Doesn't look so good to me, but I don't have time to do anything about it now. The 'phonetics' are dubious and it's ridiculous to say Irish has 'one of the least phonetic orthographies in Europe' - consider English for example! This is one of those annoying 'verities' that get vomited up over and over again, but don't meet up to objective analysis. I don't agree with 'diphthongs are generally irregular' either. What exactly is that supposed to mean? — Moilleadóir 20:44, 26 Feb 2005 (EST)
> Diphthongs are generally irregular [...] eg, 'ai' in "Corcaigh" [...] 'ai' in "faic" (nothing) [...] the 'ai' in "haigh!" <
I agree with Moilleadóir about the dubiousness, to say the least, of this statement.
"ai" is in fact a diphthong only in the last of these three instances. There are no diphthongs in either "Corcaigh" or "faic": the "a" in Corcaigh is present as an indication that the "c" is pronounced "broad" (velarized); the "i" in "faic" is there to show that the "c" is pronounced "slender" (palatalized). Neither of these letters is itself pronounced -- any more than the "e" in English "nine" or the "g" in English "sign", though the orthography of Irish is far more consistent and logical than that of English. -- Picapica 15:54, 22 Sep 2005 (EDT)
You're more than welcome to come up with some better pseudo-phoneticizations. It's not a novel approach; it's what's used in almost all travellers' phrasebooks. IPA, while very precise, is also practically useless for the average English-speaking traveller. --Evan 09:44, 9 Aug 2005 (EDT)
"Pseudo-phoneticizations" are also what make almost all travellers' phrasebooks an anagram of carp. -- Picapica 15:54, 22 Sep 2005 (EDT)
A vexed issue. Rather than choose one I think we should try to stick to standard spelling, but allow dialect variations (marked as such). Since it shares features of Munster and Ulster dialects I think pronunciation should be based on Conamara dialect (without the extreme reductions like cathair > cáir or cá bhfuil > cáil). Similarly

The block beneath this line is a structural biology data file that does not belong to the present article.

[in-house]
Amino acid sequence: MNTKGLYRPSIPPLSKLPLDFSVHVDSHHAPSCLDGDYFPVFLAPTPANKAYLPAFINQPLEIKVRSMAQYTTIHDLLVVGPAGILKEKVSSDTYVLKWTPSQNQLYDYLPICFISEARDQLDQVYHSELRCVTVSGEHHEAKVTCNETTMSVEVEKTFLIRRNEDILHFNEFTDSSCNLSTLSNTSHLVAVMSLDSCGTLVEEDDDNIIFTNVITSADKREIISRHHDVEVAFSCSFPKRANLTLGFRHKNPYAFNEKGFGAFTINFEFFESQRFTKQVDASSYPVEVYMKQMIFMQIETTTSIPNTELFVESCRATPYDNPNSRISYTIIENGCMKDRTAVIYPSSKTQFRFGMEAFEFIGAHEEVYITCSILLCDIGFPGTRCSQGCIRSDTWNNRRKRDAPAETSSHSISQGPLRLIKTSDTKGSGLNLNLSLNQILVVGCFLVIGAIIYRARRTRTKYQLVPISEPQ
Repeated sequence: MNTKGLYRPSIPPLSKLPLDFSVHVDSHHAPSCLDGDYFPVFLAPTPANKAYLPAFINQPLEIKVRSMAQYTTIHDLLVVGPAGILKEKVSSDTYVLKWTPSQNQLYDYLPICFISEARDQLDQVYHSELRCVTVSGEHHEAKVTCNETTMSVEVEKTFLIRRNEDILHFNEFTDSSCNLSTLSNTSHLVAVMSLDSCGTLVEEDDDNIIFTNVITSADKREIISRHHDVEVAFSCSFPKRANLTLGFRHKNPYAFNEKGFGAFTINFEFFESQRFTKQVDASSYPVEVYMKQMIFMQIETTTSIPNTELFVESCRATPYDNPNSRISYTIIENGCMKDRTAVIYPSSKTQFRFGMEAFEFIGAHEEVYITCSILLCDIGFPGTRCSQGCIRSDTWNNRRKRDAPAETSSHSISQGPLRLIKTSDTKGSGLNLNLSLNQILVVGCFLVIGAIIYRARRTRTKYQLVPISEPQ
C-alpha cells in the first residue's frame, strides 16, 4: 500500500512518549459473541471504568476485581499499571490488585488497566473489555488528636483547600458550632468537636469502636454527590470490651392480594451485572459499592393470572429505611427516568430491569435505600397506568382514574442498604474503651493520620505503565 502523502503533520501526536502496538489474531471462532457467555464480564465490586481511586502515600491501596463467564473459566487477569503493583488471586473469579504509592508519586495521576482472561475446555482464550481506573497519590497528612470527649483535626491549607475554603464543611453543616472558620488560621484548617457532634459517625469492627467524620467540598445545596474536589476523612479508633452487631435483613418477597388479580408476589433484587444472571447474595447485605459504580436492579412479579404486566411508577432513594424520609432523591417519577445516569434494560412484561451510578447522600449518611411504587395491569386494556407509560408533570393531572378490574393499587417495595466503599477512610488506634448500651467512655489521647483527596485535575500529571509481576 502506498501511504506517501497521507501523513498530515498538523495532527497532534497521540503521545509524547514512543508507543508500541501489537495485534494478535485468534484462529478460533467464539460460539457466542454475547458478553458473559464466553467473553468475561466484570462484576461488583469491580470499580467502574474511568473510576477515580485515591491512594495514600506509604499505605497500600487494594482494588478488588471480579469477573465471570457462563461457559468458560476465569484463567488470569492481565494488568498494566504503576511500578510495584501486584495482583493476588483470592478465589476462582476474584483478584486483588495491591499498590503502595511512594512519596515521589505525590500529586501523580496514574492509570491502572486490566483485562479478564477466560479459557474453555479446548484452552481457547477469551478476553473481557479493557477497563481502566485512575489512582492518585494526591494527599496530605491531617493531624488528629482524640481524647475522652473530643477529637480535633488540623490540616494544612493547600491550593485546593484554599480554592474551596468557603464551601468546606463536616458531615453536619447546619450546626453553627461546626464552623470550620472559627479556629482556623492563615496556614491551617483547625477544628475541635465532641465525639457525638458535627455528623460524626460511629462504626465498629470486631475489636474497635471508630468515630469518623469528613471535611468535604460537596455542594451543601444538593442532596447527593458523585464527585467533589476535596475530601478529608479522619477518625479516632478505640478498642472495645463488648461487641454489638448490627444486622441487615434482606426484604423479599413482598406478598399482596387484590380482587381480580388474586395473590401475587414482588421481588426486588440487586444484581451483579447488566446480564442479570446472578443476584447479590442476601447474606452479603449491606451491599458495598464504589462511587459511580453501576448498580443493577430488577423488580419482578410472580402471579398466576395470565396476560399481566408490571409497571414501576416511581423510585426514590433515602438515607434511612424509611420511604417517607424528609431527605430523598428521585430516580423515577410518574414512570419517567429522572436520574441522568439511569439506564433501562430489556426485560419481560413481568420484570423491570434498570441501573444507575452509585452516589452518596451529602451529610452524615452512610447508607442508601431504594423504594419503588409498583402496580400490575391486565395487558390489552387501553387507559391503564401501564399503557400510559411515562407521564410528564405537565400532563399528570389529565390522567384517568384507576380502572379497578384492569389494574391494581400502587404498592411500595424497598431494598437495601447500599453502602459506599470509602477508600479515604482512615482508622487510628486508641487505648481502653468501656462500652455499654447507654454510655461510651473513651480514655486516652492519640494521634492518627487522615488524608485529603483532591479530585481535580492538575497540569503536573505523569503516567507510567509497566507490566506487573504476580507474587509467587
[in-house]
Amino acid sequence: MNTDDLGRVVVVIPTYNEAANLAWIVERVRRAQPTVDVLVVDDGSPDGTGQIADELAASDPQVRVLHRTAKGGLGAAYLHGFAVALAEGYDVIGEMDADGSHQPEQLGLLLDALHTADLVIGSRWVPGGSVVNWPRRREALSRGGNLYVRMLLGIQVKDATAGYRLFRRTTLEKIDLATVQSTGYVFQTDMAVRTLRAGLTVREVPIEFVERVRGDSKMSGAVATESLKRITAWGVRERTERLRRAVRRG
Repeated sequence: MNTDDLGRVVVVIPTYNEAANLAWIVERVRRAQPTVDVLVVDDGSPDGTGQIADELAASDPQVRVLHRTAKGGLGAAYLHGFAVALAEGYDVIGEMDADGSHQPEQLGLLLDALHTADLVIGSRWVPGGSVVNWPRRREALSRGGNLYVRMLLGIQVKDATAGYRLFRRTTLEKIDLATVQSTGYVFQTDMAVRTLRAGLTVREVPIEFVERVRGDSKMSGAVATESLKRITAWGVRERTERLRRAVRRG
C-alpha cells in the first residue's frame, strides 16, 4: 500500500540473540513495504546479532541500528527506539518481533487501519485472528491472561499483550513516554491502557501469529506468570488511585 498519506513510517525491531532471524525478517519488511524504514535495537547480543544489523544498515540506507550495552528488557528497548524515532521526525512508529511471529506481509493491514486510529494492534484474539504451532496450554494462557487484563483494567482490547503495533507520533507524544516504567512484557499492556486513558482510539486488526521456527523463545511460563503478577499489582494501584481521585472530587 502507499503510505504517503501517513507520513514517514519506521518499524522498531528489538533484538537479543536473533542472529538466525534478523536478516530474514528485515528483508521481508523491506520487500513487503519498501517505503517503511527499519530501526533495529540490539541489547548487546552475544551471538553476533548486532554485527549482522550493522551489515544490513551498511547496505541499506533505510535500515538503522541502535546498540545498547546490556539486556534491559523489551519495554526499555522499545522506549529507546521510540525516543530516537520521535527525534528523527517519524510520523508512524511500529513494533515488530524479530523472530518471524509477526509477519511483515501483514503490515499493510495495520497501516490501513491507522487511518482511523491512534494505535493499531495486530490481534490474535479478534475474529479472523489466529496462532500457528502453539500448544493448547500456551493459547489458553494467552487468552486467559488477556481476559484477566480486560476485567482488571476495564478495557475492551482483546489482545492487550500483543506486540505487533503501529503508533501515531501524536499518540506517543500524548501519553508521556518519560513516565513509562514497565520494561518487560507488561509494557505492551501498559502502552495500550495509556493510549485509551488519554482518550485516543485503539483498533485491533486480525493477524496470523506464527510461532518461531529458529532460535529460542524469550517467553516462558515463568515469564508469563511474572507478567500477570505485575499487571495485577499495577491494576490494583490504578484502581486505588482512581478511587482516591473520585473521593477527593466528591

The goal of the phrasebooks is that travellers should be able to make themselves understood. They don't have to sound like a native; they just have to be able to ask where the toilets are. --Evan 09:45, 9 Aug 2005 (EDT)
Um, keen supporter of the Irish language that I am, the phrase "Where are the toilets?" will serve admirably in every part of Ireland (except possibly in the members' bar at the Celtic League, but then not too many travellers get to pay a visit, in either sense, there). -- Picapica 15:54, 22 Sep 2005 (EDT)
If that's the case, then everyone in the south must speak "wooden leg" Irish, because native Munster speakers have pronounced the "n" in "an" and the "g" in "ag" every time the words occurred, although I have read many pronunciation guides that discourage this. As far as I can tell, this is a dialectic pronunciation issue, not one of foreigner vs. native speaker.
Although the Ireland articles in both Wikitravel and Wikipedia suggest that Gaelic isn't strictly needed, are there parts of Ireland where people would be unlikely to speak English at all? Valentinejoesmith 14:45, 2 June 2006 (EDT)